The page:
So the needed generator may be larger than expected.

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  • rdfeil
    replied
    One thing to remember about using DC to supply a VFD is that you need a lot of DC voltage, 1.414 times the AC output plus a little. Most small Solar and wind generators are way to low voltage. Most are either 12, 24 or 48 volt. You could design a system that would do it, but it would be special.

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  • johansen
    replied
    Originally posted by David Powell View Post
    Something no one has so far mentioned.
    What happens when someone uses a small generator, barely up to the job, with the usual poor governors, couples it up to their vfd, gets her running with no load and then begins to actually work the machine they are powering.?
    I have absolutely no experience with this, but I do have some experience with a very large lathe driven by an Hydraulic motor, initially powered by a gas engine with a rough governor driving a pump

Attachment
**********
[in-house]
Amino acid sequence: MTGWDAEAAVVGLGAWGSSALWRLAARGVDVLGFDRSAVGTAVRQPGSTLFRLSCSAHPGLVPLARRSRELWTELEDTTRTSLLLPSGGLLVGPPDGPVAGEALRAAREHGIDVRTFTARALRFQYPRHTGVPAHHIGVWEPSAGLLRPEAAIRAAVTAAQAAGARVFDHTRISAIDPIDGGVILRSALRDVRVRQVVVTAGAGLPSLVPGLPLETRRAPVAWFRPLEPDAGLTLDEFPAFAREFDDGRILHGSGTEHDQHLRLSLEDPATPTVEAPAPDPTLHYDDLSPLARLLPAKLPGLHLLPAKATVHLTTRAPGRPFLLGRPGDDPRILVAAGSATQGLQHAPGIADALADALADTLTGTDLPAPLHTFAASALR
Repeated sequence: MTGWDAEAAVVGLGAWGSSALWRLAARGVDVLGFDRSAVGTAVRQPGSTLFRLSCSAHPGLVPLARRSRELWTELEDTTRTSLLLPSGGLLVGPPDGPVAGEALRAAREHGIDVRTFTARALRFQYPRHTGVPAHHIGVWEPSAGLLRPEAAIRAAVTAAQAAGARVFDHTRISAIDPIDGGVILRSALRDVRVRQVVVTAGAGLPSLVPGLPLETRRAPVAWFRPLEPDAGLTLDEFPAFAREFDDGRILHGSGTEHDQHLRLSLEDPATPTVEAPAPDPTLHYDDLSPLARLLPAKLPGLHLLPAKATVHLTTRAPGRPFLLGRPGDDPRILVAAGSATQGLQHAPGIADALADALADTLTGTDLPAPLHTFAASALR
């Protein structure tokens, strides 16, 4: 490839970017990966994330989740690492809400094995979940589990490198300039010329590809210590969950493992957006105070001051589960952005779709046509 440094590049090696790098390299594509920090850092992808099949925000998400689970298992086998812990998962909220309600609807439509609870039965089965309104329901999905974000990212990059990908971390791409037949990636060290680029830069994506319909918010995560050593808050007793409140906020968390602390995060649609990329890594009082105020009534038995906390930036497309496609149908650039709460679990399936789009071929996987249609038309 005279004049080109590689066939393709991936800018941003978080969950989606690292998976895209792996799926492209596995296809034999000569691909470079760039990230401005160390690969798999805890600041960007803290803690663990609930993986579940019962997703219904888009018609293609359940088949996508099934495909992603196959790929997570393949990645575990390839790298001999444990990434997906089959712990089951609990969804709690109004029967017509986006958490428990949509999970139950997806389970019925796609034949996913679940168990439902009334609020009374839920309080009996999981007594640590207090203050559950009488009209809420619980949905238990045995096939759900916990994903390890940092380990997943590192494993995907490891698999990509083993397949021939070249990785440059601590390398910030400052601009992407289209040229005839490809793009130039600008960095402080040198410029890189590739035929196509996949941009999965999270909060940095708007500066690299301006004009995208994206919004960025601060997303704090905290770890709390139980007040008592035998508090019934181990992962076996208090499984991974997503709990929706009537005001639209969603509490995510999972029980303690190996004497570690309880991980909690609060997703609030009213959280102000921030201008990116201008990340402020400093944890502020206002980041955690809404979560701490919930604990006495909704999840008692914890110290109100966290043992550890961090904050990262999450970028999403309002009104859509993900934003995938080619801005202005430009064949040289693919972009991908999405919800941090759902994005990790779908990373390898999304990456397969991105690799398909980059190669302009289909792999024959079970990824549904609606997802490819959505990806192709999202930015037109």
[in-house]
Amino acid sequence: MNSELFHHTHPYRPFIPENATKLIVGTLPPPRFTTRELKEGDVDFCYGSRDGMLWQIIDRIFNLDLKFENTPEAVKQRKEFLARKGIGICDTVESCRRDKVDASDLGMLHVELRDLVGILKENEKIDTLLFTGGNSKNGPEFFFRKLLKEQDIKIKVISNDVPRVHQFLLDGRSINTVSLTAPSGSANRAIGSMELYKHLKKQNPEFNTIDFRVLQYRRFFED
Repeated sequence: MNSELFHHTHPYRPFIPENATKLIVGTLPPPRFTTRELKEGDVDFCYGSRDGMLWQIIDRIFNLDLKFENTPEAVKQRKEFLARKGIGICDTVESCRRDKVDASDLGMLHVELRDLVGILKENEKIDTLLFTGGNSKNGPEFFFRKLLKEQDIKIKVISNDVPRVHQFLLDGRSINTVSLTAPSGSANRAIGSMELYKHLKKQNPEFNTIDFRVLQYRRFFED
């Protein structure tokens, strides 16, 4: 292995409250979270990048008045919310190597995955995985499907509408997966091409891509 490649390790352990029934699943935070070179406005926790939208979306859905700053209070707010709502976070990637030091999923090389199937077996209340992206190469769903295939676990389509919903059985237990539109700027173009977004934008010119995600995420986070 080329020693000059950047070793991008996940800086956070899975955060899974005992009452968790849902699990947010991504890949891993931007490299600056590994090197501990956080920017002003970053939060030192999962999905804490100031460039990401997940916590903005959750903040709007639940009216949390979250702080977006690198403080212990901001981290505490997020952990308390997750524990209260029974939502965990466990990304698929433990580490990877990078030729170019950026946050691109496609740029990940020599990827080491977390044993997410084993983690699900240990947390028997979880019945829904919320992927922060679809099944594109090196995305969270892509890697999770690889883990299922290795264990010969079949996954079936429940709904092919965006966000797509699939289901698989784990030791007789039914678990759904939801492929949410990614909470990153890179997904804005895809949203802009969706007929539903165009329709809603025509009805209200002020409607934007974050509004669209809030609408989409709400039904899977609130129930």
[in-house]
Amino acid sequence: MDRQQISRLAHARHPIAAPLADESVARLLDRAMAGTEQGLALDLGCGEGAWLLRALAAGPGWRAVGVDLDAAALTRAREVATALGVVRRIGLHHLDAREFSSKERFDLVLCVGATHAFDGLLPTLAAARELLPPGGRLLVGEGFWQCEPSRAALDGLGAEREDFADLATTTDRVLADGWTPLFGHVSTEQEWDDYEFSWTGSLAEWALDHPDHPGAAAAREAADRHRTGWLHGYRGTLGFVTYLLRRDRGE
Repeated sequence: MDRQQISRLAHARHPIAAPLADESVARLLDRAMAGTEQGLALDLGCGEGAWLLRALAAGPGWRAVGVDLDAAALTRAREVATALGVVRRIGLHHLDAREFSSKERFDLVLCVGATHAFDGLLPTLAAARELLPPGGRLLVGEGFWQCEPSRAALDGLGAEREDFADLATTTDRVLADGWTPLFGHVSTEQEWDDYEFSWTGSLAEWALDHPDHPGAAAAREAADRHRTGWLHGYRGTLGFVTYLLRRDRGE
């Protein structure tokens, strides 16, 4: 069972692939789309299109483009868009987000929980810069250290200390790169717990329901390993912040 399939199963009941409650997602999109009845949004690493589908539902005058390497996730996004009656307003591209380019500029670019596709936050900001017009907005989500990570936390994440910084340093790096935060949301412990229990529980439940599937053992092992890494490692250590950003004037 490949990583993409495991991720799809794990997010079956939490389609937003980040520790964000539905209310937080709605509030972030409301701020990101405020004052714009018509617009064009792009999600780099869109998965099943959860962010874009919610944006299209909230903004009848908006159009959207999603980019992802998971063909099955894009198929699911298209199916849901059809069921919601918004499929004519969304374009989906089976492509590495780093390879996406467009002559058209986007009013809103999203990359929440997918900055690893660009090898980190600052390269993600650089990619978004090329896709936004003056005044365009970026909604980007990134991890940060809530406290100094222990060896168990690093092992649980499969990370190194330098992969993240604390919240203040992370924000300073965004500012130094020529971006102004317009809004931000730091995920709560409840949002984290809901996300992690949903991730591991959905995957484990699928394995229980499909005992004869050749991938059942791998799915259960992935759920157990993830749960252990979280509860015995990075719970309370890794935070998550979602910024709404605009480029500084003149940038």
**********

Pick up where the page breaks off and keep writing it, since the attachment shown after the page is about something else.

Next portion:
. Everything rolling round nicely, engage feed, tool begins to cut, chuck slows down, after a couple of seconds delay governor opens wide, old lathe takes off like a bat out of hell, sure made screwcutting big threads fun !
    We later put a 20 hp electric motor to drive the pump, That was much better.
    Regards David Powell.
    Cheap vfds do not completely remove the dc bus input voltage from the output voltage, so as the input voltage drops the motor will draw.. Either more power (current is conserved) if the motor is overloaded.. Or it will draw less power (if the motor load is below nameplate hp.) The effect isnt much, but what im saying is the vfd wont add instability to the system.

    the vfd will remove the generator's varying rpm from the driven load, which should greatly smooth out a bad governor.


    small generators achieve regulation by saturation, so you should not see more than 260vac at any time*, which means the vfd should not trip on overvoltage when suddenly turning off the motor. (Coast to stop). (Obviously, regenerative braking requires a brake resistor)

    *A typical 5kw generac generator (brushed) dumps 600 watts into the rotor btw. (One of the reasons they suck up 1/3rd gallon an hour of gasoline at no load)

    a vfd which has a rather low voltage trip threshold pulling the generator down to 55hz and 200 volts will likely produce a beat frequency in the driven motor. Or a 17.5hz frequency due to single cylinder 4 stroke engine.